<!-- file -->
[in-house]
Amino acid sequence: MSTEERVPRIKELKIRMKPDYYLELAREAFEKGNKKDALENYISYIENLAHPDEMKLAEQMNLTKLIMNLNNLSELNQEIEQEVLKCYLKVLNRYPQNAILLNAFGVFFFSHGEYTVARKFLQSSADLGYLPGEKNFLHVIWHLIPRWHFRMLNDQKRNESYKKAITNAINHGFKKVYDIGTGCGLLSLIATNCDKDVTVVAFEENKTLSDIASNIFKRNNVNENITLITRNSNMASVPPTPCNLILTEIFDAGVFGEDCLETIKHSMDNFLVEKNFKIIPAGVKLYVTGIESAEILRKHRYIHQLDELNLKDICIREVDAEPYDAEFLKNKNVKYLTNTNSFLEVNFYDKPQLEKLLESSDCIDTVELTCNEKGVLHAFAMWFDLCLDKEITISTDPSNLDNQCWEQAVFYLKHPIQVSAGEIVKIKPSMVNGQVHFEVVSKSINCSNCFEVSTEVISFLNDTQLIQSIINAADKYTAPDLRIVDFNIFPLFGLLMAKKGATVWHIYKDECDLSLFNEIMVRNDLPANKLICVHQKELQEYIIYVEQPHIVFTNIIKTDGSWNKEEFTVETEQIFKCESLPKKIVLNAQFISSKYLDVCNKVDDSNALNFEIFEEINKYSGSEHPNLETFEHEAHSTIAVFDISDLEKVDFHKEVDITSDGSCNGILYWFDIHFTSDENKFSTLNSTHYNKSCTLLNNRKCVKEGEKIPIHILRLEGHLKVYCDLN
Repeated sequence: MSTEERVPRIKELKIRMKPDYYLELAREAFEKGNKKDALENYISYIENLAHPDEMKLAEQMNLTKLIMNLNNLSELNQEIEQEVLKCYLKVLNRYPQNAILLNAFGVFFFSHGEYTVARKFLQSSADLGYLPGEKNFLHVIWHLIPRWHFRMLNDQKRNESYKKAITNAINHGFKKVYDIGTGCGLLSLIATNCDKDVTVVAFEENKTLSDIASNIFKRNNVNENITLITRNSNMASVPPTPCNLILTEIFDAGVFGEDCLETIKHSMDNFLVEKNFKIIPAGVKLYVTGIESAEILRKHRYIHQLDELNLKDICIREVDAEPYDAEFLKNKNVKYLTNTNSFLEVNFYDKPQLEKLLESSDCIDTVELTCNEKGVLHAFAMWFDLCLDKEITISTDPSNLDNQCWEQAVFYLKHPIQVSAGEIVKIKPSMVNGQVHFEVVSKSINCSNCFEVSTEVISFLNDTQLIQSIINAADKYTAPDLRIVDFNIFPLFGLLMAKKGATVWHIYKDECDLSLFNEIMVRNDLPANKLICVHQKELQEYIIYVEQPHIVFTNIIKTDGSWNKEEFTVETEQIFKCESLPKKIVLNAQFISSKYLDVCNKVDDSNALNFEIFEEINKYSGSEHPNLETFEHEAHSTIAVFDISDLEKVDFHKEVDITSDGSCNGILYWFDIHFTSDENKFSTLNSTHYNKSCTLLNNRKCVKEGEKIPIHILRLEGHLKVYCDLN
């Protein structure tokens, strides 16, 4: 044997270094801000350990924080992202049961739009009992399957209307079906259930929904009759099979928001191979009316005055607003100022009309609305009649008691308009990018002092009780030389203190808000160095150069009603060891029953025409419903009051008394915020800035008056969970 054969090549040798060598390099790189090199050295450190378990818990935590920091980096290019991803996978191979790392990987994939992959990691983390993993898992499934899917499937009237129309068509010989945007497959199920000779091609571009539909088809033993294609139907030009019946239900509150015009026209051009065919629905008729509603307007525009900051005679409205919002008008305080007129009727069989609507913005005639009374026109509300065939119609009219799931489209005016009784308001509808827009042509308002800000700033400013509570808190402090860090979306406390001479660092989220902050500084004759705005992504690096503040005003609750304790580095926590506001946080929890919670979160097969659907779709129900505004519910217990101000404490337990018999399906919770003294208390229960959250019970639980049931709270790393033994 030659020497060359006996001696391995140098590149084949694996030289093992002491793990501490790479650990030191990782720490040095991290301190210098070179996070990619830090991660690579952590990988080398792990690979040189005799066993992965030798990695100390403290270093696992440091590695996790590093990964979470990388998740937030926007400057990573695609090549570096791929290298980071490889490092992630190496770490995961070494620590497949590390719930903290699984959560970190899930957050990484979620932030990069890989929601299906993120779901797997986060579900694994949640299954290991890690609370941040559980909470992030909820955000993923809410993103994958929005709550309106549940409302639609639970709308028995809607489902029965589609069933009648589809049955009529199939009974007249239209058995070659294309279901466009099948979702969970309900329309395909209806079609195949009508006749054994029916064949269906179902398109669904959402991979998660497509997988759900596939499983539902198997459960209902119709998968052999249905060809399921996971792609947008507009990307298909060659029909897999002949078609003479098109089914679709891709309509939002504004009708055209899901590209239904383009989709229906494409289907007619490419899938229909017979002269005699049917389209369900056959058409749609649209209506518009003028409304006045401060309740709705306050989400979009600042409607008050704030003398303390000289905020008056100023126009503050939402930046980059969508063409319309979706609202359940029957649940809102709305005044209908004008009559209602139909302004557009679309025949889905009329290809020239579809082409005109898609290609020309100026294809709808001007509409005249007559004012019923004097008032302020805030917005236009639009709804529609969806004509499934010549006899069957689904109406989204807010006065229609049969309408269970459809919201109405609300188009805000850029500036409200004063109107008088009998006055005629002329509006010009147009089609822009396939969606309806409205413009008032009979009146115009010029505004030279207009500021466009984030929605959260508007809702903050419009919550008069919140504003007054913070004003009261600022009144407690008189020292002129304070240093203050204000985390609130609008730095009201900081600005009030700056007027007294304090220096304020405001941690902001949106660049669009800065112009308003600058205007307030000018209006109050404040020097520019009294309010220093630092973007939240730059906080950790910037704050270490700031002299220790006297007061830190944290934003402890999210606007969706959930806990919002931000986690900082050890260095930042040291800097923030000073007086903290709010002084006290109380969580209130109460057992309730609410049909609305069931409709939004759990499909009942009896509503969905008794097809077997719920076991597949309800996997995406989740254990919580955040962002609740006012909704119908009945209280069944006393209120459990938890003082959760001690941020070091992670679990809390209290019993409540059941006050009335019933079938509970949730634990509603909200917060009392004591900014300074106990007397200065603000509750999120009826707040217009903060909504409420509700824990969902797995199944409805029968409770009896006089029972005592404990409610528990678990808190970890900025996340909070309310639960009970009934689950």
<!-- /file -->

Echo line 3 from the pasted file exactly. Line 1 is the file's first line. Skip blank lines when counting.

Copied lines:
Repeated sequence: MSTEERVPRIKELKIRMKPDYYLELAREAFEKGNKKDALENYISYIENLAHPDEMKLAEQMNLTKLIMNLNNLSELNQEIEQEVLKCYLKVLNRYPQNAILLNAFGVFFFSHGEYTVARKFLQSSADLGYLPGEKNFLHVIWHLIPRWHFRMLNDQKRNESYKKAITNAINHGFKKVYDIGTGCGLLSLIATNCDKDVTVVAFEENKTLSDIASNIFKRNNVNENITLITRNSNMASVPPTPCNLILTEIFDAGVFGEDCLETIKHSMDNFLVEKNFKIIPAGVKLYVTGIESAEILRKHRYIHQLDELNLKDICIREVDAEPYDAEFLKNKNVKYLTNTNSFLEVNFYDKPQLEKLLESSDCIDTVELTCNEKGVLHAFAMWFDLCLDKEITISTDPSNLDNQCWEQAVFYLKHPIQVSAGEIVKIKPSMVNGQVHFEVVSKSINCSNCFEVSTEVISFLNDTQLIQSIINAADKYTAPDLRIVDFNIFPLFGLLMAKKGATVWHIYKDECDLSLFNEIMVRNDLPANKLICVHQKELQEYIIYVEQPHIVFTNIIKTDGSWNKEEFTVETEQIFKCESLPKKIVLNAQFISSKYLDVCNKVDDSNALNFEIFEEINKYSGSEHPNLETFEHEAHSTIAVFDISDLEKVDFHKEVDITSDGSCNGILYWFDIHFTSDENKFSTLNSTHYNKSCTLLNNRKCVKEGEKIPIHILRLEGHLKVYCDLN